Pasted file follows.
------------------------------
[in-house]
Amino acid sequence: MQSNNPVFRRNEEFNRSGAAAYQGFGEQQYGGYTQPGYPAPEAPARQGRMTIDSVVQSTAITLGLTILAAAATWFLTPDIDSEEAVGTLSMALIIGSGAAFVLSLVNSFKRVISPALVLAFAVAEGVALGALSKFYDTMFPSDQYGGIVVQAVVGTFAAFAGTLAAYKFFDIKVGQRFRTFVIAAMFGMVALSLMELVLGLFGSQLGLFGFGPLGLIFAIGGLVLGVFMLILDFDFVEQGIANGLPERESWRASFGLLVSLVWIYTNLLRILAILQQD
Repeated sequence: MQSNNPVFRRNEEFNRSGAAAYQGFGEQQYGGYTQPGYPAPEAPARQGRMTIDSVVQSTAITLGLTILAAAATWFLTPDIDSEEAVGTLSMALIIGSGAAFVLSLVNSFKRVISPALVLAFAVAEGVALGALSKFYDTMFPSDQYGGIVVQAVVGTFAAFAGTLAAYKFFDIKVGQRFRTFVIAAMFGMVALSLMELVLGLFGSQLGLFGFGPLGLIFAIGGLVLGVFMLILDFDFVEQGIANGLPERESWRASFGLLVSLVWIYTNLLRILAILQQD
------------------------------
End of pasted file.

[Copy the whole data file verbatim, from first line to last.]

[in-house]
Amino acid sequence: MQSNNPVFRRNEEFNRSGAAAYQGFGEQQYGGYTQPGYPAPEAPARQGRMTIDSVVQSTAITLGLTILAAAATWFLTPDIDSEEAVGTLSMALIIGSGAAFVLSLVNSFKRVISPALVLAFAVAEGVALGALSKFYDTMFPSDQYGGIVVQAVVGTFAAFAGTLAAYKFFDIKVGQRFRTFVIAAMFGMVALSLMELVLGLFGSQLGLFGFGPLGLIFAIGGLVLGVFMLILDFDFVEQGIANGLPERESWRASFGLLVSLVWIYTNLLRILAILQQD
Repeated sequence: MQSNNPVFRRNEEFNRSGAAAYQGFGEQQYGGYTQPGYPAPEAPARQGRMTIDSVVQSTAITLGLTILAAAATWFLTPDIDSEEAVGTLSMALIIGSGAAFVLSLVNSFKRVISPALVLAFAVAEGVALGALSKFYDTMFPSDQYGGIVVQAVVGTFAAFAGTLAAYKFFDIKVGQRFRTFVIAAMFGMVALSLMELVLGLFGSQLGLFGFGPLGLIFAIGGLVLGVFMLILDFDFVEQGIANGLPERESWRASFGLLVSLVWIYTNLLRILAILQQD